Equipment manufacturers have made remarkable advances in safety and technology to help reduce the rate of truck accidents, as well as related injuries and fatalities. That being said, the most recent traffic studies show that the rate of truck accident injuries and fatalities hasn’t decreased in recent years; it’s actually on the rise.
Does this mean we need even more advanced safety equipment, or is there another cause behind the truck accident increase? That’s what many traffic, highway and safety agencies set out to explore.
Truck Accident Rates Steadily Increase
From 1995 to 2015, U.S. Department of Transportation (DOT) studies show the number of annual truck accidents involving injuries and fatalities has fluctuated, with the lowest rates in 2009. Since that time, the numbers have surprisingly turned upward.
Using DOT data, the Insurance Institute for Highway Safety (IIHS) reports that 3,852 people lost their lives in large truck accidents in 2015, which is 22 percent higher than in 2009; and, the number of truck occupants alone who died during an accident was 34 percent higher than in 2009.
Reasons for the Truck Accident Increase
The IIHS and DOT attribute the increased truck accident rate and related deaths to a variety of factors:
Advanced Voice and Touch-Activated Technology
Navigation devices, cell phones, MP3 players and radios are all common distractions that can prove dangerous. Navigation systems can take up to 40 seconds to program, taking the drivers’ eyes off the road in order to do so. The National Highway Traffic Safety Administration found that a driver’s risk of accident doubles after just two seconds.
Fatigued Truck Drivers
Falling asleep at the wheel and physical impairment are common factors in truck accidents, especially in today’s rush to reach targeted destinations. Federal regulations allow truck drivers to be on the road for up to 11 hours in one stretch and up to 77 hours over a seven-day period. However, trucking companies and their drivers often violate these regulations.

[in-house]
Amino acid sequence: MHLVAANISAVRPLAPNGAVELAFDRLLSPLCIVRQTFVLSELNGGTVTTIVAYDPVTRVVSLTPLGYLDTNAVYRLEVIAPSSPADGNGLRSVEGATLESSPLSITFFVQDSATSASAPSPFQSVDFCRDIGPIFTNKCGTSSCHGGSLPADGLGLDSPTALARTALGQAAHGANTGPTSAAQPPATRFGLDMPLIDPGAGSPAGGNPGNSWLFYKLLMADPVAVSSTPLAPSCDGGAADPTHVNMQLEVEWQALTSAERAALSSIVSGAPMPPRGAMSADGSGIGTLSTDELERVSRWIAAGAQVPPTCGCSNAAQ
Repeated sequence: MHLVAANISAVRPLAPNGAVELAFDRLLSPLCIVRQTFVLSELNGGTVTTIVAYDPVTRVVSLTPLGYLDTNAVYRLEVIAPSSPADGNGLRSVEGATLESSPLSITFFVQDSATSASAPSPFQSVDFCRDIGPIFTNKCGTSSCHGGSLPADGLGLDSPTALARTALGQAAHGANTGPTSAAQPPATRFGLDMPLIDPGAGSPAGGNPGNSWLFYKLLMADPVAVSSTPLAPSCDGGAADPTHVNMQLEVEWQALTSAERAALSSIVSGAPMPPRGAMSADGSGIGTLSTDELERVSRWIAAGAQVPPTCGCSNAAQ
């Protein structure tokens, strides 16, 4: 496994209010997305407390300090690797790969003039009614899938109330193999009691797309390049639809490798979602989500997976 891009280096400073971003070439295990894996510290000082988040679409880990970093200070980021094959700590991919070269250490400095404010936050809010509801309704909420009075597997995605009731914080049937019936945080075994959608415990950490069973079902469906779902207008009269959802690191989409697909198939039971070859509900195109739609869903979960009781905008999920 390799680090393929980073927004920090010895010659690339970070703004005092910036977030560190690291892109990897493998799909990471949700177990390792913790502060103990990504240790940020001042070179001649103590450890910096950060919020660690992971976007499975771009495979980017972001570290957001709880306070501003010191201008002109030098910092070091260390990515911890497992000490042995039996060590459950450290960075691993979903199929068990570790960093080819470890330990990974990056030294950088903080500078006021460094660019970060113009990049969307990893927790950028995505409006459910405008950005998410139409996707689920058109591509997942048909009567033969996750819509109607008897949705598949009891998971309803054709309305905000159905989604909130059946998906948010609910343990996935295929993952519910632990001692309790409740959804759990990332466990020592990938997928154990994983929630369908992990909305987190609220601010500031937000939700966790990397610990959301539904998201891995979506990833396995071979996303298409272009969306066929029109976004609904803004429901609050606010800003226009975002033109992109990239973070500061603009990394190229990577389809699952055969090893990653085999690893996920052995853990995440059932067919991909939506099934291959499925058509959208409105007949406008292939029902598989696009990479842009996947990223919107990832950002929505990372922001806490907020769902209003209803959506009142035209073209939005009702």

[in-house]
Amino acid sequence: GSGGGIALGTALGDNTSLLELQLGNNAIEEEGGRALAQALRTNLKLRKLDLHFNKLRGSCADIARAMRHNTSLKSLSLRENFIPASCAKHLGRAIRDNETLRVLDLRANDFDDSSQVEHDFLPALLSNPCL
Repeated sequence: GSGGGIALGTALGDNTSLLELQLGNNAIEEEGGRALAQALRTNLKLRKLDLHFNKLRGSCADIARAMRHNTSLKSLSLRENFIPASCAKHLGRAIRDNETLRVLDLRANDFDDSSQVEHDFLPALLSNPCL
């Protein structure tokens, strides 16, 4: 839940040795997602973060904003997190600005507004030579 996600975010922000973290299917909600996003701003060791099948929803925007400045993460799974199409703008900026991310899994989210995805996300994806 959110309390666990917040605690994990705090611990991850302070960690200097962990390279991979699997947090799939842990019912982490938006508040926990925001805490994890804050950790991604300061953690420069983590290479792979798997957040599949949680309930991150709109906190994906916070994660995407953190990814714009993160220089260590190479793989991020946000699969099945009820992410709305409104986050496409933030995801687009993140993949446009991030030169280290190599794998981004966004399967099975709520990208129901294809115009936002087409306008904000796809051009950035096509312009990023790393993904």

Unfamiliarity with Roads
Today’s infrastructure demands constant construction and improvements, which can easily surprise and confuse unsuspecting truck drivers.
Failing truck brakes, tire problems and heavy loads can lead to traumatic truck accidents. Many trucking companies know about these potential mechanical problems but choose to ignore rather than fix them.
Busy Roads, Busy Drivers
Today’s rush-rush attitude leads to impatient drivers. Both trucks and cars speed, tailgate, swerve, make unsafe lane changes, and take risky routes. Trucks weigh 20-30 times that of a car, making it extremely difficult for them to correct a roadway mistake.
Solutions in Sight
- Changes are being made to reduce truck accident rates, but the industry as a whole doesn’t adapt to these changes quickly. Commercial trucking and freight companies have a strong political influence in Washington.
- Many states, including Georgia, have cracked down on distracted drivers by mandating strict hands-free laws. On the federal level, interstate truck drivers and bus drivers are now prohibited from using hand-held devices.
- On a technological level, trucking equipment manufacturers continue the development of advanced safety equipment. Unfortunately, the move to make changes isn’t always focused on saving lives, but rather to decrease the auto and truck manufacturers’ bottom line.
Fried Rogers Goldberg Helps Those Injured in Truck Accidents
If you’ve sustained serious injury or loss due to a negligent truck driver, please call Fried Rogers Goldberg at (404) 591-1800 to speak to our team of experienced truck accident attorneys about how we can help.